He isn’t giving up a prospect just because he is unhappy. He will make him report to the AHL or the guy can go home and sit on the couch and watch hockey on TV. If he does make a trade it will be for a lot.

    Stevie Y isn’t going to get pushed around by a 20 yr old prospect.

  • Dirty30

    “For example, their prospect pool boasts Anthony DeAngelo, Slater Koekkoek, Adam Erne and Brayden Point. That shouldn’t even be possible for a team of this quality, but here we are.”

    ok TIMEOUT! stop right there JD.

    that should be ENTIRELY POSSIBLE for a team of this quality. and here’s why…

    run the names and look at where they were each drafted,

    Anthony Deangelo drafted 19th overall in the 1st round.

    Slater Koekkoek drafted 10th overall in the 1st round.

    Adarm Erne drafted 33rd overall in the 2nd round.

    Brayden Point drafted 79th overall alllllll the way down in the 4th round.

    this is a perfect example of how good drafting and a competitive team trumps tanking 100% of the time.

    the Tampa Bay prospect pool is deep, and this despite the highest pick in years, Jonathan Drouin at #3, demanding a trade. why? because they have drafted exceptionally well outside the top 10 and in the middle rounds. something any team CAN do, but only few ACTUALLY do.

    funny how you try to dismiss this as “not possible” because the team is competitive, and act like the Canucks are missing the boat because they try to win games… i digress.

  • Dirty30

    Ahaha, the thought of Whitehorse with an expansion team is a pretty funny one.

    With no hint of exaggeration, in order to hit 19,000 guests each night, the city would practically have to shut down and all its inhabitants be at the arena. Which, by the way, they don’t have an arena anywhere near that size, so they’d have to build it too.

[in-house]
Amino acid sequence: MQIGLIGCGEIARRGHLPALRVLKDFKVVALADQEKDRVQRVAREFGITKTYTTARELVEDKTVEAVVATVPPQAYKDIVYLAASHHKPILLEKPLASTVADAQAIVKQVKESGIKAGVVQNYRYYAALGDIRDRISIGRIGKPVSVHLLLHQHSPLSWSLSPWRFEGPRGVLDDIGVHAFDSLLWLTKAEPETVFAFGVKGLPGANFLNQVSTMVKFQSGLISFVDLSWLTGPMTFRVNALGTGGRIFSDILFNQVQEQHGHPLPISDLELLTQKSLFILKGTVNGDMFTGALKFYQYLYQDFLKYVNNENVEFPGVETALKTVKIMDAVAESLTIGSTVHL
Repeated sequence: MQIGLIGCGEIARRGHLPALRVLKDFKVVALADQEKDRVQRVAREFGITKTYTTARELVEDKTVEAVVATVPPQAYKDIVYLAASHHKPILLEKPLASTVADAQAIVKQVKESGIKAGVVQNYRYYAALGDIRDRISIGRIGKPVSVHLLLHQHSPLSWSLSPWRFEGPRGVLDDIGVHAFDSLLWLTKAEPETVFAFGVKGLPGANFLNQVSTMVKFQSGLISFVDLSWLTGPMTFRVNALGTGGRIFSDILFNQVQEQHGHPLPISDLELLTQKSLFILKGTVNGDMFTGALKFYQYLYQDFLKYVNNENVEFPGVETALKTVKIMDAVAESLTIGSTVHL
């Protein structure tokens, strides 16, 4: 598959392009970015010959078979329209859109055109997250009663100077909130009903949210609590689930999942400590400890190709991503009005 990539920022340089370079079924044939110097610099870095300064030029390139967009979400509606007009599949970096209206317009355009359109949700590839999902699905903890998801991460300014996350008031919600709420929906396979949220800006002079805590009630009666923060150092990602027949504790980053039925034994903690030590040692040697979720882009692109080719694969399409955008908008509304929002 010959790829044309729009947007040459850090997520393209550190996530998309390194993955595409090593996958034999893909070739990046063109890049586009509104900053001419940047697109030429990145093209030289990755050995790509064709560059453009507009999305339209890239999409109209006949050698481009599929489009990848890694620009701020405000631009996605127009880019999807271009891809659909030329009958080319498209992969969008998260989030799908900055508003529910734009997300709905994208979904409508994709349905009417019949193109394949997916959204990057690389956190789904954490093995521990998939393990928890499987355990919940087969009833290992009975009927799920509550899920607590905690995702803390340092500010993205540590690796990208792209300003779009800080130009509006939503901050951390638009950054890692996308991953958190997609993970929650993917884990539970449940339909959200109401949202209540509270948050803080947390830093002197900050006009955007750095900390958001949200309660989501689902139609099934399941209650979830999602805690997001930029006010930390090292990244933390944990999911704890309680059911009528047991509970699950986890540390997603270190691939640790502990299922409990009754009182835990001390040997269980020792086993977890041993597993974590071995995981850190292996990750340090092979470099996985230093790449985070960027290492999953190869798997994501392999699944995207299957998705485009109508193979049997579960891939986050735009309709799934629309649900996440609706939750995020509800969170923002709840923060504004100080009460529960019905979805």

It wouldn’t be nearly as amusing to me if I hadn’t lived there and I didn’t know how much it was the middle of nowhere…

  • Dirty30

    The track record of players who demand trades is not good: Heatley, Bure, Hodgdon, to name a few. Even when such players had talent, they were divisive in the locker room. That Drouin is demanding a trade at such a young age seems especially divaish.

    The Canucks have a promising group of young players, even if they aren’t yet showing it at the NHL. They should get another high draft pick this year.

    Slow and steady seems the most prudent course for Jim Benning.

    • Dirty30

      Sven hasn’t turned out so bad after demanding a trade.

      but your point is well-taken that typically by the time a trade is demanded there is usually something else going on.

      And the results of gutting a team to get a guy are seldom pretty.

      As painful as it is at times, the Canucks are getting a very good look at what they have and need to do to refurbish this team.

  • Bubbalicious38

    Drouin may very well turn into a quality NHLer. He certainly has the skill set to do it. Should the Canucks make a bid for him? Yes, of course. Benning owes it to ownership and the fanbase, not to mention his own job security, to investigate every possible option. Can he make a serious bid for Drouin? Probably, everyone says the Canucks have the talent pool to make deals. But, does Yzerman really want to trade Drouin? How many teams will bid for his services? What kind of talent is Yzerman looking for in return? Is there a short and long term financial fit? Can Drouin be part of a bigger deal that frees up cap space that can be used to sign other RFA’s? The questions and variables increase exponentially as the number of interested parties grow.

    Trading for prospect talent is just as iffy and potentially more damaging than drafting juniors. The long term affect of trading for players like this can make or break a GM. Will Drouin turn into a Seguin, Naslund or Forsberg? Or, will he become a Hodgson, Kassian or one of many failed first round picks?

    The main thing to consider when looking at what Benning will do as opposed to what he should do is, what does ownership want?

  • Dirty30

    All this is very logical and seems to be a good idea. Unfortunately thats exactly why Benning likely has no interest in doing it.

    Drouin is more valuable than any one of McCann/Horvat/Virtanen/Boeser/Demko etc. or really any single asset we have other than our 2016 1st. Canucks fans won’t like the sound of that but its 100% true.

    What we should be doing is trying our hardest to pry a true “foundational player” from the Bolts in Drouin rather than continue to bring in guys like Prust and Sutter then claim that they are impact players.

    This Drouin situation could be the Tyler Seguin situation all over again. If Drouin is traded, 28 GMs will be kicking themselves for not pulling their heads out of their asses and actually making a solid offer.